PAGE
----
Awakening is not about a gradual winnowing of cherished beliefs so as to hold on to the “true” ones while discarding the “false” ones. In regard to ultimate matters, you do not know what is true and no one else does either. The traditions of “spirituality” rest upon a bundle of bald assertions that, being neither falsifiable nor in any way demonstrable, abide always in the twilight zone of pronouncements that will never be facts. Awakening mind finds no interest in that—no interest in searching for what others say they have realized spiritually.

In awakening, the whole kit and caboodle just flies out the window, and there’s nothing gradual about it. Suddenly, conjecture has no purpose, and proclamations about ultimate matters lack credibility no matter what their source. For a mind free of beliefs, what is, is, regardless of interpretations others may try to impose upon this aliveness. Each instant is a once-upon-a-once, never-to-be-repeated sui generis—a moment unto itself—a clean slate.

This does not mean avoiding hearing what the Buddha had to say, or Trungpa, whom I just mentioned, or others. But it is their questions that are worth knowing about, not their answers. If you lay hold to their answers, you will not be doing what they did, which was to let go entirely of other people’s explanations. Without that letting go, one is forever an adherent or imitator— merely a disciple, hypnotized by belief in words heard, and how they were heard.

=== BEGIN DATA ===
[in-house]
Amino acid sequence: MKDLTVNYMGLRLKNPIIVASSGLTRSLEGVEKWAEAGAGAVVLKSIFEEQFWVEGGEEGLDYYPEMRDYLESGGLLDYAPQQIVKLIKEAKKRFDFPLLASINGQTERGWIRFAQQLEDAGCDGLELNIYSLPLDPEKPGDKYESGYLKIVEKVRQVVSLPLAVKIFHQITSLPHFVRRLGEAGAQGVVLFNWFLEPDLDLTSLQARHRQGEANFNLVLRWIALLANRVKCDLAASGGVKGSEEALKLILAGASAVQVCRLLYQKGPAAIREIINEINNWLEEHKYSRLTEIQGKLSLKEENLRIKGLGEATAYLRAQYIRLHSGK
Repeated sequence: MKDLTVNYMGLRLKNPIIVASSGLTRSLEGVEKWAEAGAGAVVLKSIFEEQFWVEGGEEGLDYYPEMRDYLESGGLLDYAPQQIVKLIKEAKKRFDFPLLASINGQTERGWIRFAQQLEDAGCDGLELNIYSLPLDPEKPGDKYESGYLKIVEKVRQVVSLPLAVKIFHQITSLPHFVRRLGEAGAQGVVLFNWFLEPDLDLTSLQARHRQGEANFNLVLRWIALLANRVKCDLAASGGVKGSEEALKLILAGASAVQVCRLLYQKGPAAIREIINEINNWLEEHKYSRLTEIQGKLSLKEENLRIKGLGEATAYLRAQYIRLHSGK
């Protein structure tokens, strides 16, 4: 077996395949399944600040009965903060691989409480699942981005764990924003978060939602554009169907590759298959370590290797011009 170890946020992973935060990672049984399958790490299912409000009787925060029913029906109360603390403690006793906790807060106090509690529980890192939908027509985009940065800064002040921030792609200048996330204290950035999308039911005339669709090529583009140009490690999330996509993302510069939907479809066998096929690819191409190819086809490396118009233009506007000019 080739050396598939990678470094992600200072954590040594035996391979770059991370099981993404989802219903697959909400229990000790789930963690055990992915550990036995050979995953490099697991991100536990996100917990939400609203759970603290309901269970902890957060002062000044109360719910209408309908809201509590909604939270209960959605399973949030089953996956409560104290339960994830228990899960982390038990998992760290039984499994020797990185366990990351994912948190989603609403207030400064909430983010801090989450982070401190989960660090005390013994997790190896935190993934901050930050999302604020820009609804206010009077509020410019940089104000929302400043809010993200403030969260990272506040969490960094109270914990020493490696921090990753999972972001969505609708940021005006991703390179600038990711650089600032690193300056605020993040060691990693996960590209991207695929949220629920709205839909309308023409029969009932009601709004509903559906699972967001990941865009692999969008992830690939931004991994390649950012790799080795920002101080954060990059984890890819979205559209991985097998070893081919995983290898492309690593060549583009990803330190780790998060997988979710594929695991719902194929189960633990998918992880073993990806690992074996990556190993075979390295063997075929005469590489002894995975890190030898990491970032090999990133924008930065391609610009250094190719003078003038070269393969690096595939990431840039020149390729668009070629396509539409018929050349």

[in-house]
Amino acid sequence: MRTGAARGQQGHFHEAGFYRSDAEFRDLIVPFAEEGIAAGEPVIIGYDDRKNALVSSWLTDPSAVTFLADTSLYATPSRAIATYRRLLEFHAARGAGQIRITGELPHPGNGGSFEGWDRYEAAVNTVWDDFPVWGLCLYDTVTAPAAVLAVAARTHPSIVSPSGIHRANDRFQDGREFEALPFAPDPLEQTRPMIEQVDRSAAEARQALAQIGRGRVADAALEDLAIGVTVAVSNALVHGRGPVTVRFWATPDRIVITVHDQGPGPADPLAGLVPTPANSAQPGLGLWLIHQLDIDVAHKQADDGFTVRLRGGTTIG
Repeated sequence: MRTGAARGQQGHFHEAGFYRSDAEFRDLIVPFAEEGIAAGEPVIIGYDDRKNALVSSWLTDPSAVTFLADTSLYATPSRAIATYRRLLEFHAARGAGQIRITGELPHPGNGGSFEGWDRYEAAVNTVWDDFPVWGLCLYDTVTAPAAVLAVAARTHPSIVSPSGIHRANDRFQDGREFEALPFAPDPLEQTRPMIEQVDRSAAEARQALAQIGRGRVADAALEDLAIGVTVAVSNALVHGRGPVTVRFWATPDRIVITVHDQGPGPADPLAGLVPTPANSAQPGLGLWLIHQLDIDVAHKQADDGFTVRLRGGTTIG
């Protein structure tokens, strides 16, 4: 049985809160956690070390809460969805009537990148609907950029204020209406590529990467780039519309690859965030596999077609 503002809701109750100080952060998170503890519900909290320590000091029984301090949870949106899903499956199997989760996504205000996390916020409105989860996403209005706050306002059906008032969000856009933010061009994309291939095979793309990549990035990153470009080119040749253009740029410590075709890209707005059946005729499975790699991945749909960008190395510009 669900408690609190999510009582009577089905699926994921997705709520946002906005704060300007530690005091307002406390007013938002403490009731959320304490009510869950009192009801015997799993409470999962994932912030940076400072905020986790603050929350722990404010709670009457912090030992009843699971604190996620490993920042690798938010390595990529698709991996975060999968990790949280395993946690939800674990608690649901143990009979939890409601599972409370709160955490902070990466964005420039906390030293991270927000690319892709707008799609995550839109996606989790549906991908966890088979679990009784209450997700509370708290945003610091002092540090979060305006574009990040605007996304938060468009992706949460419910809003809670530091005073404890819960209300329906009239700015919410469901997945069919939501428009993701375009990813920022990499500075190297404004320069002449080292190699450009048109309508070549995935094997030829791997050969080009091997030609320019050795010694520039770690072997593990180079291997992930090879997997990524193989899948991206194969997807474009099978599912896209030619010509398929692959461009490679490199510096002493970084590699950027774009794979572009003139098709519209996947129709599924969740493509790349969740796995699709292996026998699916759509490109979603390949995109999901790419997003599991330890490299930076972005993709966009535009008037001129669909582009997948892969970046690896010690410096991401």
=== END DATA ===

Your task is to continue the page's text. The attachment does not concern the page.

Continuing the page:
The story of the Buddha (who was not a Buddhist of course) is not about believing anything, but about total severance from dogma or support of any kind in favor of a radical, unencumbered search within one’s own mind— a clean slate.

Q2: Robert, could you please say a little more about what you mean by “I continue to practice incessantly?”

A: Well, I used the word “practice” in reply to a question. In fact, beyond openness to each moment, I have no practice. I meant to indicate that I cannot forget— even if I tried— not only that I see the world inevitably from a point of view, but that what is called “I” is nothing but a point of view, the one unique to “me” in this moment. That is what “I” is: a point of view. Without a point of view, there is no “Robert.” And your “I” comprises a different point of view without which there is no “you.” Neither of us sees the world as it actually is.